An ad hoc committee tasked with trimming $1.2 million from Shoreline’s three-year budget projections is reviewing suggestions for nearly 40 possible cuts or revenue generators, including closing schools, laying off teachers, reducing work days, eliminating benefits, cutting funding for athletics or food and ending summer school.
None of the possible reductions have been decided, but they are being prioritized by the budget committee members—administrators, teachers, secretaries and other classified staff, parents and community members representing all the schools—as recommendations for the principals and superintendent to consider before making final recommendations to the school board.
“This should have happened sooner, but it didn’t,” Superintendent Tom Stubbs said at the start of the meeting Monday afternoon. “I wouldn’t say we are in dire straits, but yes, we are in crisis mode. Every decision we make going forward needs to be in this lens. Things have changed and we all need to have our eyes open to the situation going forward.”
Many wondered how the district was losing money so quickly, with projected losses of $1.6 million each year from 2016 onwards. For years, Shoreline’s finances have relied on haphazard funding from the federal government to make up lost property taxes from the Point Reyes National Seashore and to subsidize the children of Coast Guard and other government employees. But after a final huge windfall last school year of $3.97 million in federal impact aid, the government caught up on its payments and will only provide $1.7 million annually. Now, the school district is expected to run through $6.18 million in reserves into the red by the start of the 2016-17 school year.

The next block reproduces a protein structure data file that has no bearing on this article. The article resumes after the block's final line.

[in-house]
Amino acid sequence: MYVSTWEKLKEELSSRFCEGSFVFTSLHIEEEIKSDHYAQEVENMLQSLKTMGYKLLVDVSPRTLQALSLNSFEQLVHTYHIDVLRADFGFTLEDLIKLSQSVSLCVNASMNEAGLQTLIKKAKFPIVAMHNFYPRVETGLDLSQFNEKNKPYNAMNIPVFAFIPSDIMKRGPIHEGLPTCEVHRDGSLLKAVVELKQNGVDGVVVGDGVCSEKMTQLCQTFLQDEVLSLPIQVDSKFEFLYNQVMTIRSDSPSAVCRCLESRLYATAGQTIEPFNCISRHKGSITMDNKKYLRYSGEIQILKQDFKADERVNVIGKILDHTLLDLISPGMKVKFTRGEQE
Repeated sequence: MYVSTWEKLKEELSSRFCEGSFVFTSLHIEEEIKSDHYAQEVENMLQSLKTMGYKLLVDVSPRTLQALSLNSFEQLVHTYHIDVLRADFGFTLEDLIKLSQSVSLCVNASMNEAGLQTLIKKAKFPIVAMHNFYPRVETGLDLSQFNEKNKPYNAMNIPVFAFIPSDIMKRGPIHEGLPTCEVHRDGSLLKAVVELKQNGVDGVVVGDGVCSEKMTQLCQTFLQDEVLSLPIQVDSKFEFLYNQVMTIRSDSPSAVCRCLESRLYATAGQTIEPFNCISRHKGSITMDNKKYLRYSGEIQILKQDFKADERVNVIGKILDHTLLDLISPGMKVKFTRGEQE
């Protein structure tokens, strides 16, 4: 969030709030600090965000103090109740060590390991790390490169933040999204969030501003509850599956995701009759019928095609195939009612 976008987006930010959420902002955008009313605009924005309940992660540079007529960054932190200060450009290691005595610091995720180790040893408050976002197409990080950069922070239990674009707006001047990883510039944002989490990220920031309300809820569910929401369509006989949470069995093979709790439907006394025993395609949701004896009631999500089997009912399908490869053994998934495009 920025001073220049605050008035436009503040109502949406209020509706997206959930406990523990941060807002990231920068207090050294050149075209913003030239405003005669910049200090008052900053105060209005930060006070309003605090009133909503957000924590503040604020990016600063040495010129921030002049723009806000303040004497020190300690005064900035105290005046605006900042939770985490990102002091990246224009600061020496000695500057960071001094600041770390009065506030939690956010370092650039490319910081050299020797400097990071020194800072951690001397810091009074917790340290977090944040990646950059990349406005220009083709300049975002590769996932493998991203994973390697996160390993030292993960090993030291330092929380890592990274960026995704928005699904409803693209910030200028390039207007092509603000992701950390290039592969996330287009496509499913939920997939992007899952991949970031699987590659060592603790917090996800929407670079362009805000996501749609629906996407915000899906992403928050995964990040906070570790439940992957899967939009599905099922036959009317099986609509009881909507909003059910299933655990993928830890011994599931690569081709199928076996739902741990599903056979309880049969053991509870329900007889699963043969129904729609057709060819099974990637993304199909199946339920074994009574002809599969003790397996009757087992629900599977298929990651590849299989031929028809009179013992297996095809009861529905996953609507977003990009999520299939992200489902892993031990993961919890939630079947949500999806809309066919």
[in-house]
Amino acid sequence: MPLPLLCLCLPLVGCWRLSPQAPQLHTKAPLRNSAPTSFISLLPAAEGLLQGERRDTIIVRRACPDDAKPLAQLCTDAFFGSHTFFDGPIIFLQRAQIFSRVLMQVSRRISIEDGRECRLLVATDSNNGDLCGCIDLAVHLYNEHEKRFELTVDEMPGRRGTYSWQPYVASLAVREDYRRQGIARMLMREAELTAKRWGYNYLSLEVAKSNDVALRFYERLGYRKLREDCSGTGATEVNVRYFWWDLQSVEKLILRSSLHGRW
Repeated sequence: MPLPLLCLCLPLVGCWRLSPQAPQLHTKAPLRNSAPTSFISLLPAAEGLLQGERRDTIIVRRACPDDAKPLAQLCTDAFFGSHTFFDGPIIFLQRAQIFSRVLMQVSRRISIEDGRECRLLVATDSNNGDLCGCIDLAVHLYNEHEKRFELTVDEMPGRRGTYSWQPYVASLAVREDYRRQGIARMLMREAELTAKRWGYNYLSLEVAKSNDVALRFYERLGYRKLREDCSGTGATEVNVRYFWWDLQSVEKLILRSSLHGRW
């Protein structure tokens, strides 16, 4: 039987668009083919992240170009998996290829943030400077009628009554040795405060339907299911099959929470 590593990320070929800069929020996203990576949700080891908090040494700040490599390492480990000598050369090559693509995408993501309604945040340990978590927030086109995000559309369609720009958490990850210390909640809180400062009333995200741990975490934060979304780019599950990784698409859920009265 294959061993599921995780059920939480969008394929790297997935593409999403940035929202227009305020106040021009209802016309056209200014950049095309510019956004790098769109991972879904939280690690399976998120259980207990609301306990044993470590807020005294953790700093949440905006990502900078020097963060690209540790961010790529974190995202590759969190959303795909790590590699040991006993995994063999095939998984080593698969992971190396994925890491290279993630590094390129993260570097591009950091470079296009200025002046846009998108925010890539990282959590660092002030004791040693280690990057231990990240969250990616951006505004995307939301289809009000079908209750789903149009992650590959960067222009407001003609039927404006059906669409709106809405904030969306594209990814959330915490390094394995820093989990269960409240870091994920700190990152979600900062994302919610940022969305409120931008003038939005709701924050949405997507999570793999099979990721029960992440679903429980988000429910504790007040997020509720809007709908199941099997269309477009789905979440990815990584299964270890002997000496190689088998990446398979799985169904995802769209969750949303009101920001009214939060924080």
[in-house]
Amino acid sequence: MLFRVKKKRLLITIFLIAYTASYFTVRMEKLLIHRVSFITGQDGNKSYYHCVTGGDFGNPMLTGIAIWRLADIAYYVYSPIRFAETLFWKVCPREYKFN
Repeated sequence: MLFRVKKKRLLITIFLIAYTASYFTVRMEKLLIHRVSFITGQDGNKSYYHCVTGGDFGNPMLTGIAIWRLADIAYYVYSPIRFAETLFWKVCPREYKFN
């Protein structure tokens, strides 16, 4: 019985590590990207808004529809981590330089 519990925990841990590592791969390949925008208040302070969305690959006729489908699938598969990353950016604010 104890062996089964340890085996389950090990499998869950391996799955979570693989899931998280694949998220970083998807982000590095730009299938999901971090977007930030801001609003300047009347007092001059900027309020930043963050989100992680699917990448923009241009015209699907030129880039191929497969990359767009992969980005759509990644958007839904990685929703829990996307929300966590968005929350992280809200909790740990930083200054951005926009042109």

Susan Skipp, the district’s chief business official, presented a few scenarios that could keep the district solvent. A wave of 14 expected teacher retirements and a reconfiguration of instructional assistants could eliminate the need for 10 new hires, saving $1.01 million annually by the end of the decade. Yet even that scenario that would still put the district $314,000 in debt by 2016, not fast enough to meet state requirements.
Closing Bodega Bay School and Inverness Schools and combining some classes at West Marin School would stave off bankruptcy over the long term by saving nearly $500,000 from Bodega Bay—expecting 25 students in the 2015-16 school year—and $225,000 from Inverness—expecting 31 students. But the district would lose three teachers to layoffs, likely the newest hires under provisions of state law, in addition to the wave of retirements.
Revising contracts in collective bargaining with the unions to end health benefits for families, meaning only employees would be insured, could save between $800,000 and $950,000.
Other smaller cuts were considered. Slashing the athletic budget by 10 percent would save $15,500, and eliminating busing to games would keep $28,000 in the bank. Eliminating funding for the Walker Creek program and field trips would save $38,500. Ending summer school would preserve $45,000.